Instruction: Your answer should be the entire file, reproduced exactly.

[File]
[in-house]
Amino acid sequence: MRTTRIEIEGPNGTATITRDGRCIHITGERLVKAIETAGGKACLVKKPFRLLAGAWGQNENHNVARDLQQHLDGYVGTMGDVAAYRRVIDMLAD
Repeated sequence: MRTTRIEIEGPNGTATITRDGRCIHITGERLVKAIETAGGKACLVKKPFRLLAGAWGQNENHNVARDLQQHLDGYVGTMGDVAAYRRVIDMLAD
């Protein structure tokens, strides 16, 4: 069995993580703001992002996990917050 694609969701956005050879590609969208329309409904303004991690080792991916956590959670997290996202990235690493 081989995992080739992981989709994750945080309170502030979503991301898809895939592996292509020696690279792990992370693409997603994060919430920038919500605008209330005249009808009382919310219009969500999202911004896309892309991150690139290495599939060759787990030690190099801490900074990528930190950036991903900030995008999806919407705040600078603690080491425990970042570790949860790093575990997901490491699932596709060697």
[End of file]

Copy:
[in-house]
Amino acid sequence: MRTTRIEIEGPNGTATITRDGRCIHITGERLVKAIETAGGKACLVKKPFRLLAGAWGQNENHNVARDLQQHLDGYVGTMGDVAAYRRVIDMLAD
Repeated sequence: MRTTRIEIEGPNGTATITRDGRCIHITGERLVKAIETAGGKACLVKKPFRLLAGAWGQNENHNVARDLQQHLDGYVGTMGDVAAYRRVIDMLAD
């Protein structure tokens, strides 16, 4: 069995993580703001992002996990917050 694609969701956005050879590609969208329309409904303004991690080792991916956590959670997290996202990235690493 081989995992080739992981989709994750945080309170502030979503991301898809895939592996292509020696690279792990992370693409997603994060919430920038919500605008209330005249009808009382919310219009969500999202911004896309892309991150690139290495599939060759787990030690190099801490900074990528930190950036991903900030995008999806919407705040600078603690080491425990970042570790949860790093575990997901490491699932596709060697």